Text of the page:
December 1st 2001

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Articles from this issue:

Cover Story: Afghanistan: After the fall of the Taliban - the tasks ahead

Editorial: Policies for John Howard’s agenda

Canberra Observed: Election outcome - reality and dreamland

Irian Jaya: Was Jakarta involved in West Papuan leader’s murder?

Queensland: Boswell beats Hanson, but what now?

Interview: Will Bailey answers development bank critics

LAW: International Criminal Court leads to legal uncertainty

Straws in the Wind

MEDIA: ABC electioneering

Letter: A bad mix

Letter: New patrol boats

Letter: Queue jumping

Interview with Bjorn Lomborg: Science versus name-calling

ECONOMY: The trade news from Doha

WA family debate hots up

DRUGS: Community drug prevention

Books: 'Meaninglessness: The Solutions of Nietzsche, Freud and Rorty', by Michael Casey

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Canberra Observed: Election outcome - reality and dreamland

News Weekly, December 1, 2001

Despite the appearance of a status quo election result on November 10, the political landscape has been radically altered and the balance has swung decisively toward conservatism in Australia.

Prime Minister John Howard’s third election win against the odds, against early predictions of an anti-Liberal rout, and following the introduction of a highly unpopular new tax, will go down as one of the most extraordinary results in Australian politics.

Howard has cemented his place in history, has secured an unassailable position as leader, and will have the rare chance in politics of choosing a retirement date on his own terms.

While he was widely criticised in the media for having no third term agenda, the exact opposite is likely to be the case, with Howard likely to push ahead vigorously with reforms in the areas of health, education and welfare. The third term will be Howard’s great opportunity to dismantle much of what can loosely be termed the "Whitlam social agenda" which has been blindly accepted by both sides of politics for the past 30 years.

The only thing standing in the way of Howard’s goals to reshape Australia for decades to come will be a sudden preoccupation with a rapidly deteriorating economy, and possibly an intransigent Senate. However, Simon Crean has already hinted at a change in heart by the Opposition Labor Party to bloody-minded intransigence and troublemaking in the upper house.

Partly this is because Crean is keen to shake off his own image as a carping, negative politician.

Crean has also secured a younger, and he hopes, more energetic frontbench, cutting out a lot of dead wood in the process, and has put the party and the union movement on notice that he wants wholesale structural reform.

In fact, Crean has been able to do more in a few days as the "leader-elect" than Kim Beazley was able to do in five years as Opposition Leader. Beazley’s period as leader of the Federal Labor Party has very rapidly become an open target for critics as more and more Labor figureheads blast his "small target" strategy and poor advisers.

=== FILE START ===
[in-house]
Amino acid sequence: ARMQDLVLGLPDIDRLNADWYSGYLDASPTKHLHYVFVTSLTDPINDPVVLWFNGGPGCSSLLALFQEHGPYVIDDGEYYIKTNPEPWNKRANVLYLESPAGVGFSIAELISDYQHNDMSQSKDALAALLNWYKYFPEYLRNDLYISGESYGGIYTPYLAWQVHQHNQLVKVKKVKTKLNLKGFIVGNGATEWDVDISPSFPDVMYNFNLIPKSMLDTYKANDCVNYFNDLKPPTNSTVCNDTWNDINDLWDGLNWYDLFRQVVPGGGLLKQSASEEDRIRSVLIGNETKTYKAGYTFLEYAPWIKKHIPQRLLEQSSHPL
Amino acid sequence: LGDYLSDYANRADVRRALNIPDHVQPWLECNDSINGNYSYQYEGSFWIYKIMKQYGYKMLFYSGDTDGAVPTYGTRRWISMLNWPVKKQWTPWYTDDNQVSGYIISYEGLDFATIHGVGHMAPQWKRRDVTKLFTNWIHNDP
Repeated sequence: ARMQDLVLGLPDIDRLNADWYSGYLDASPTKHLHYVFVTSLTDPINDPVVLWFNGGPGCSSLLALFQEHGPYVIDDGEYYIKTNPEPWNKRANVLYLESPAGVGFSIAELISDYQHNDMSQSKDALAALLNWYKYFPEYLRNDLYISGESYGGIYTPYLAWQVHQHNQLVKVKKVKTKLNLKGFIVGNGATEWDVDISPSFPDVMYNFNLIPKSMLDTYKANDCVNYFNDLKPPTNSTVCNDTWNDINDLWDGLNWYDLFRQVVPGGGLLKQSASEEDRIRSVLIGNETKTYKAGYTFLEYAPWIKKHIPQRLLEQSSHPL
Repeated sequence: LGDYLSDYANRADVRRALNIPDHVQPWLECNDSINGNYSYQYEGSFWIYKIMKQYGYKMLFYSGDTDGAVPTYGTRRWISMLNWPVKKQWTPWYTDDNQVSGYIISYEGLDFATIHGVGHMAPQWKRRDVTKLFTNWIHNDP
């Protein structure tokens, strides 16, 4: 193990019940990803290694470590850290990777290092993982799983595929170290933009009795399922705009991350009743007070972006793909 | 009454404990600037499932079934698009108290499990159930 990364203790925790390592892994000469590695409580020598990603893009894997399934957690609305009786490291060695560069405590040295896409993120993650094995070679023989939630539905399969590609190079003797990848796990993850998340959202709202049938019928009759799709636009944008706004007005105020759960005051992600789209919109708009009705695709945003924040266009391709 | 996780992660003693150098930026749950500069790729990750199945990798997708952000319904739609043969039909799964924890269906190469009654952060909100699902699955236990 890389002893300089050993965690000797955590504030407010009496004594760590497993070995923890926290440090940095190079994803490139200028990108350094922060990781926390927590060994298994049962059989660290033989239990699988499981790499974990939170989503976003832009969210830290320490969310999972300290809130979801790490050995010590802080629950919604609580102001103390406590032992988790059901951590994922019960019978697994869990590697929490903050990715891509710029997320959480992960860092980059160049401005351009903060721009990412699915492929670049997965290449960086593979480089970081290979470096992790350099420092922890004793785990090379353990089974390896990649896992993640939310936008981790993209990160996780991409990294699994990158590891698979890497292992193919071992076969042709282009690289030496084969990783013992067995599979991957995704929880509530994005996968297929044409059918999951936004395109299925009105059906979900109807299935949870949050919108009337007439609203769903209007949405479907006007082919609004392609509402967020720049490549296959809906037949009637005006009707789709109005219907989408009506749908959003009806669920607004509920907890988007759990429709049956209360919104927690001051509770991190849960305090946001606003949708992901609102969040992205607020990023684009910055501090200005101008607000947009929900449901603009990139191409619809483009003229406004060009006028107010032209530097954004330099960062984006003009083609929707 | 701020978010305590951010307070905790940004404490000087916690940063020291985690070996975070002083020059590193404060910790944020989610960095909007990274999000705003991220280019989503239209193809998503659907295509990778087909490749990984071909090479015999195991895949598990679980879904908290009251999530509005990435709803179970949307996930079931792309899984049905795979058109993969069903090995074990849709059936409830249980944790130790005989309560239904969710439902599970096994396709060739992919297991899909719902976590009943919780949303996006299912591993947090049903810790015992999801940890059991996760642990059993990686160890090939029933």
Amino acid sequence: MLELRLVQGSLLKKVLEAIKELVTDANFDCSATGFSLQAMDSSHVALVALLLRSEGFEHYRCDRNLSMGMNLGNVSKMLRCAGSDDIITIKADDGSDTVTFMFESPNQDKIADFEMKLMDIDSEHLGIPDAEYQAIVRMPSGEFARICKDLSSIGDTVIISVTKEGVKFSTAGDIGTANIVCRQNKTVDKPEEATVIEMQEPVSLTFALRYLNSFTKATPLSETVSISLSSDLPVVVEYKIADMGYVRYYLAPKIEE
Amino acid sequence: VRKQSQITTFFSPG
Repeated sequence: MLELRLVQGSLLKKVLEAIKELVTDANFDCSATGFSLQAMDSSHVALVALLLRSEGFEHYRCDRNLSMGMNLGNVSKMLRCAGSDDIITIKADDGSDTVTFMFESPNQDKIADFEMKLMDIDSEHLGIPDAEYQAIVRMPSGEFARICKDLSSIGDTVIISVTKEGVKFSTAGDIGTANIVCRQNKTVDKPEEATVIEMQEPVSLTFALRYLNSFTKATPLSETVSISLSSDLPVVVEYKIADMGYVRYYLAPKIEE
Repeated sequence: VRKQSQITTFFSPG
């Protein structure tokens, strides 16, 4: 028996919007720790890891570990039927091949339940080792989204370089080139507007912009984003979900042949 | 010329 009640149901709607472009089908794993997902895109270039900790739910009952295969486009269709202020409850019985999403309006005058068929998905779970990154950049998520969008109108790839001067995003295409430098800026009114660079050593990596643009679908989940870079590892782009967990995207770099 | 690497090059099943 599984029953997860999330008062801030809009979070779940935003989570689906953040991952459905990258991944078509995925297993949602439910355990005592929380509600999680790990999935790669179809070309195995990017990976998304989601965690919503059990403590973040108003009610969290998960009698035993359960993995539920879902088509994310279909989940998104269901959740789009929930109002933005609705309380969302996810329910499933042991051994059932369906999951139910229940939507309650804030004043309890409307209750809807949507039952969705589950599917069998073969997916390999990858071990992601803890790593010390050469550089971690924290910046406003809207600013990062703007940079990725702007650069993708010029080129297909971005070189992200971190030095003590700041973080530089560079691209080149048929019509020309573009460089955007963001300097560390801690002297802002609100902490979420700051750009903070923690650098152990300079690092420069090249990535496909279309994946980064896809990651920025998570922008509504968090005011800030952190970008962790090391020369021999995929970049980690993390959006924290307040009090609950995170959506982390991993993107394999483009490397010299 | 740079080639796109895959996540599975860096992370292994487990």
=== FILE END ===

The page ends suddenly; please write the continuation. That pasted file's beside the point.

This is not surprising after any major loss, but the fact that Labor’s primary vote fell to levels not seen since the Great Depression, it has compounded the distress; and the message is finally causing deep soul-searching in the party.

Crean will perform better than most people in the community imagine. He is professional, hard-working, competent and able to use the current parlous state of the party to demand almost everything he wants. Whether he becomes Prime Minister, though, depends on two things, only one of which he can control.

If the economy turns to mud and the Howard Government slips back into its old sins of ministerial mismanagement (as in aged care and tax administration), Crean will become Prime Minister almost by default.

On the other hand, if Crean wants to become PM on his own terms, he will have to supervise policy changes which are appealing to the great mass of ordinary Australian families, most of whom voted for Howard this election, as they did in 1996.

If Crean chooses to handcuff himself (like Beazley) with what may loosely be described as the "Keating élites" on all the tired issues of Republicanism, the ABC, treaties with Aborigines and the like, he will go the same way as both his predecessors.

Finally, the election has serious consequences for the junior partner of the Coalition, the Nationals, who (as predicted in News Weekly) suffered a worse result than any other party except One Nation.

The Nationals lost two more seats (one to an Independent and one to the Liberals), while failing to defeat defector Bob Katter in Queensland. They could have lost more, but an outbreak of Labor Party factional madness in the seat of Richmond saved Larry Anthony’s bacon. Rather than this being a particular concern to the Nationals, the party hierarchy instead was ecstatic over the success of Queensland Senator Ron Boswell in securing another term.

The Nationals’ vote was up slightly on its disastrous 1998 vote, from 5.3 to 5.6 per cent, while the overall swing to the Coalition was just over 2 per cent.

The significance of this is that the Nationals not only failed to pick up any of the pro-Howard swing, but even failed to win back the One Nation vote which abandoned them last time.

Incredibly, after such an abysmal vote, there was not even a challenge to John Anderson or Mark Vaile in the party room. Both were re-elected unanimously. Mr Anderson blamed the party’s poor result on the State branches and agreed with those MPs who said it had pre-selected the wrong candidates in key seats (by wrong he meant they were too old).

At least Labor is showing some signs of learning from past mistakes; the Nationals are still living in dreamland.

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